So there is that slight difference between Basil of Caesarea and the later advancements made by Gregory of Nyssa. Gregory follows the Cappadocian theology in maintaining that the Father, Son, and Holy Spirit are each completely God. He also asserts that the Holy Spirit is consubstantial with the Father. Again, no advance there. We also find that in his analysis of the Holy Spirit, this emphasis upon the shared nature of all three persons is explicitly articulated. He says that the Holy Spirit proceeds from the Father and receives from the Son. Once again, that’s a change from Basil’s articulation. He also maintains that there is an identity of energy which passes through all three persons, and so as he looks at the differences and yet the unity of the Father, Son, and Spirit, the differences, the distinctions must be seen in his words “in the eminent mutual relations that they have with each other”—the eminent mutual relations. Those are words that we commonly use in our vocabulary, but they are very helpful for us. How do we understand the distinctions between them? They must be defined, the three persons of the Trinity, must be defined in terms of each other. No perfect analogy here. They must be defined in terms of their mutual, that is, holding in common, relations, and we understand the word relation, how they interact with each other, and eminent means within the unity.

So the Father is the cause of the other two persons. The Son is directly produced by the Father and is therefore the only begotten, and the Spirit is related to the Son is as cause to effect. The Son acts as an agent in subordination to the Father who is the fountainhead of the Trinity in the production of the Spirit. In conclusion, we can see that Gregory of Nyssa teaches the full consubstantiality of the Holy Spirit, as well as His procession from the Father, and makes a deeper study of his relation to the Son than had the other two Cappadocian fathers.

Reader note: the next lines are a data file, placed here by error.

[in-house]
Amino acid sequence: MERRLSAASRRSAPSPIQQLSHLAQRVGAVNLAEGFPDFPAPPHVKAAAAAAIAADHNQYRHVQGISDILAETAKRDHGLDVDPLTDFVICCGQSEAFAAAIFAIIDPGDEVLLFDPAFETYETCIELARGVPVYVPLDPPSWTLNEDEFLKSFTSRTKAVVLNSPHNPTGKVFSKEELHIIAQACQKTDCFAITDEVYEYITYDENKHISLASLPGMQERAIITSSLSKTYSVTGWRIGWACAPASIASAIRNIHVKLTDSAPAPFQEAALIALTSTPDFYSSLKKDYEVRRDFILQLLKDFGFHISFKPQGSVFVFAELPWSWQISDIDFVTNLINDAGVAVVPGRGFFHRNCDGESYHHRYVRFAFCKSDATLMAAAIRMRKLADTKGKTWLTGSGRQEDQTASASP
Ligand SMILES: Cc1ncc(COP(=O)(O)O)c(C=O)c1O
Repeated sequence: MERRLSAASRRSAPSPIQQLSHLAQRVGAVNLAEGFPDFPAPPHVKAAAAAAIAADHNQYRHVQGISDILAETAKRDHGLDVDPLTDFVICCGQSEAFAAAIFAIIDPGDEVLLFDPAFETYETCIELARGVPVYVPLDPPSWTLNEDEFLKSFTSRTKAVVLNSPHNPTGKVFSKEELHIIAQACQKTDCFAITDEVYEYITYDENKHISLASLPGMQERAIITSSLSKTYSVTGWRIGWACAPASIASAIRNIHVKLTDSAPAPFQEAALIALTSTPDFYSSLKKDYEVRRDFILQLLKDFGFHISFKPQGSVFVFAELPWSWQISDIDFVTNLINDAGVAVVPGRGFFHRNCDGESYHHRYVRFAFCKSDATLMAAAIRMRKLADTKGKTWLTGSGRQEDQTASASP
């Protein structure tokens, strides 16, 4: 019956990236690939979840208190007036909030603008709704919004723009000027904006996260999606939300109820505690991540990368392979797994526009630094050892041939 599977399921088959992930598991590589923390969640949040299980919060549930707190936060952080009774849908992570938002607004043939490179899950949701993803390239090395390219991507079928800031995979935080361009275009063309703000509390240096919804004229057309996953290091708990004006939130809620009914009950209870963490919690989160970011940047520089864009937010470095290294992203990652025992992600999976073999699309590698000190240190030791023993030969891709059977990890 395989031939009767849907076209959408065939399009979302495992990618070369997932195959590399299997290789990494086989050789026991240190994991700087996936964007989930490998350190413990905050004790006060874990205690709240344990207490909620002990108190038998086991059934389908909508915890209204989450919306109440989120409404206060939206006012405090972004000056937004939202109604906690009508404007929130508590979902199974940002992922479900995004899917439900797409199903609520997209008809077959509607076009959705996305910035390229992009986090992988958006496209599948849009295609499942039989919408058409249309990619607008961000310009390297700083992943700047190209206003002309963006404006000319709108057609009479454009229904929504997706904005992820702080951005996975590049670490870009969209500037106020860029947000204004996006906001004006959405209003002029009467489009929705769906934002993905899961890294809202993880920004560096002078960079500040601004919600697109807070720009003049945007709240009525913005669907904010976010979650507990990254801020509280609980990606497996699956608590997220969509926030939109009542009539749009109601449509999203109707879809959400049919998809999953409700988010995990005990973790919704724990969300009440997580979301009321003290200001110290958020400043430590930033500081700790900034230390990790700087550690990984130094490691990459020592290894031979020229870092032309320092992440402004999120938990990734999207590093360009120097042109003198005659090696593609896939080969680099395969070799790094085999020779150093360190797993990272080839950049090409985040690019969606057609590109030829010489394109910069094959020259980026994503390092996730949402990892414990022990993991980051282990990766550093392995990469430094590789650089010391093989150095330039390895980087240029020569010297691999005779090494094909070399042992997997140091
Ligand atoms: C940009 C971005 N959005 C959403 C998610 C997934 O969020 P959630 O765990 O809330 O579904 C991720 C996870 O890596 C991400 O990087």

I hope your patience has borne with me through this rather complex discussion. It’s very important for us to understand what the Cappadocians are teaching. And hopefully as you’ve been listening to me, although I might have used technical terms that are not common in our vocabulary, still I think that if you reflect upon what has been said, you’ll find that there’s very little that’s new. In other words, this is a part of our Christian heritage as we’ve thought about the nature of the Trinity. In the first part of our Christian walk, as we are beginning to think about Christ, we don’t often think about the nature of the relationships between the Father, Son, and Spirit, but especially as we are preparing for Christian ministry, especially as we need to give an account for the hope that is within us, especially as we encounter those who are outside of our tradition, outside of the teaching that we perhaps received as children, so we need to be able to explain these complex relationships between the Father, Son, and Spirit. So the Cappadocians provide for us extremely helpful, practical information.

What I would like to ask you to do is take a few moments, reflect upon what the Cappadocians have taught, and bring that into your memory banks so that you can explain this teaching, and this would be a good exam question, that you can explain this teaching in a clear and simple manner to someone who does not have a Christian background. As we think about our relationship with the Jewish or the Muslim community, these questions are extremely important.